China Praises Mattis For ‘Dispersing The Clouds Of War’ In The South China Sea

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Ryan Pickrell China/Asia Pacific Reporter
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Chinese officials have mixed feelings about Secretary of Defense Gen. James Mattis’s trip to Asia.

Beijing is displeased that the U.S. is pushing ahead with plans for the deployment of a Terminal High Altitude Area Defense (THAAD) missile shield on South Korean soil and standing by the previous administration’s decision that the disputed Senkaku/Diaoyu Islands in the East China Sea are covered by the U.S.-Japanese security agreement. China also took offense to Mattis’s claim that China has “shredded the trust of nations in the region.”

China accused Mattis of ruffling “diplomatic feathers” and stirring regional instability.

China did, however, find satisfaction in Mattis’s stance on the heated territorial disputes in the South China Sea. The China Daily said that Mattis “dispersed the clouds of war that many feared were gathering over the South China Sea.”

Beijing believes that Mattis adds a “dose of predictability the bilateral relationship badly needs.”

Speaking in Tokyo, Japan, Mattis said Saturday that the U.S. will not make “dramatic military moves” in the South China Sea. Instead, he called for diplomacy.

“At this time, we do not see any need for dramatic military moves at all,” he explained, “What we have to do is exhaust all efforts — diplomatic efforts — to try and resolve this properly, maintaining open lines of communication.”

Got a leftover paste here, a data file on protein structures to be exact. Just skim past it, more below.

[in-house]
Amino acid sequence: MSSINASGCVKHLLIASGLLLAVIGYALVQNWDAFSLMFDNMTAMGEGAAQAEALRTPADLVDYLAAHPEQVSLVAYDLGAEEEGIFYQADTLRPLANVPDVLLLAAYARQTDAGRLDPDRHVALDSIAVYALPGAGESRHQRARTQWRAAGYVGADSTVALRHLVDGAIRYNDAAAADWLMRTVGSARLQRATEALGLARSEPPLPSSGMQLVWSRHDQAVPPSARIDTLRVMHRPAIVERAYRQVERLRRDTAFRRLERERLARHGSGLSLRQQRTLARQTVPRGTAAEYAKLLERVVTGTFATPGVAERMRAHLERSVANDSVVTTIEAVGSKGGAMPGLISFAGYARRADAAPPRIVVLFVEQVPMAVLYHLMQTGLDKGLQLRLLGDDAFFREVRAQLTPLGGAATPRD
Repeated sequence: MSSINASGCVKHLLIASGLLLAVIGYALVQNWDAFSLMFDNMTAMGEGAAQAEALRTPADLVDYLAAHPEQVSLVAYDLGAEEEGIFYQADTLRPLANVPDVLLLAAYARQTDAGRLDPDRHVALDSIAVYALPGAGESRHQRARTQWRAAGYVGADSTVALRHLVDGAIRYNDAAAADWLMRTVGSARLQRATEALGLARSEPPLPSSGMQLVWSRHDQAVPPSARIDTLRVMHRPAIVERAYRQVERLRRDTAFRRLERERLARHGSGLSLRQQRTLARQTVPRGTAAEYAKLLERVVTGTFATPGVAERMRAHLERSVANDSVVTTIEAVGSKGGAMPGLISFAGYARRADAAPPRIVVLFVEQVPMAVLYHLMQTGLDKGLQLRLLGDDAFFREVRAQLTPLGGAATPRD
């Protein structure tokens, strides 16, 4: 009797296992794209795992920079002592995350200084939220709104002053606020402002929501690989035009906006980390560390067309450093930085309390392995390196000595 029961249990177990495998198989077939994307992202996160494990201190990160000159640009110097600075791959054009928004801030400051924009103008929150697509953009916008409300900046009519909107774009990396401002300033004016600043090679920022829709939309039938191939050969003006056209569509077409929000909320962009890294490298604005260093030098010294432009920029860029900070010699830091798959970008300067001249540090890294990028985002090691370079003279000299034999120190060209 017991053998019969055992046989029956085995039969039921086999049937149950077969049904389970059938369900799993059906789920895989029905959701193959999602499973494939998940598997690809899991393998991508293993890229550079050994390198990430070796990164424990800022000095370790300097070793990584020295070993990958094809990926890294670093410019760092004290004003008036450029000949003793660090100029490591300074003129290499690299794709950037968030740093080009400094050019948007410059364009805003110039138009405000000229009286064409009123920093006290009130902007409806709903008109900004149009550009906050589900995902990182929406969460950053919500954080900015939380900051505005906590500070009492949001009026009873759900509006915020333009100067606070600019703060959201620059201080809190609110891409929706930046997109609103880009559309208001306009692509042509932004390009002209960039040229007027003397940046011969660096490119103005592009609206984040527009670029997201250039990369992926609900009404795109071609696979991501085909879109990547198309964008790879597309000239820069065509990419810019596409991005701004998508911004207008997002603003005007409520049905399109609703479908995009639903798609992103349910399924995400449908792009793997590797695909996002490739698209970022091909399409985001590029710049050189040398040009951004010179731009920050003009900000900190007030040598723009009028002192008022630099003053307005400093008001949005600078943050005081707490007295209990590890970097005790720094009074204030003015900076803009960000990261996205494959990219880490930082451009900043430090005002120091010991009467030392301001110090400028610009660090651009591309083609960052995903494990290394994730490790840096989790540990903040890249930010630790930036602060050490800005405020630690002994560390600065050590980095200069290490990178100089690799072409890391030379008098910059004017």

Mattis appeared to clarify and walk back Secretary of State Rex Tillerson’s statements that the U.S. military would block China’s access to the artificial islands constructed in the South China Sea and White House Press Secretary Sean Spicer’s claims that the U.S. would stop China from taking over the sea.

The state-run China Daily said that Mattis offered Beijing a “mind-soothing pill.”

Mattis noted that freedom of navigation operations will continue. “Freedom of navigation is absolute, and whether it be commercial shipping or our U.S. Navy, we will practice in international waters and transit international waters as appropriate,” he explained. China used to dealing with FONOPS though.

China is still concerned that the comfort provided by Mattis’s words may be fleeting given President Donald Trump’s love of unpredictable behavior.

“It is too early for Chinese decision-makers to sit back and relax, because this may not remain the case as Trump has already shown he is no fan of predictability,” the China Daily explained.

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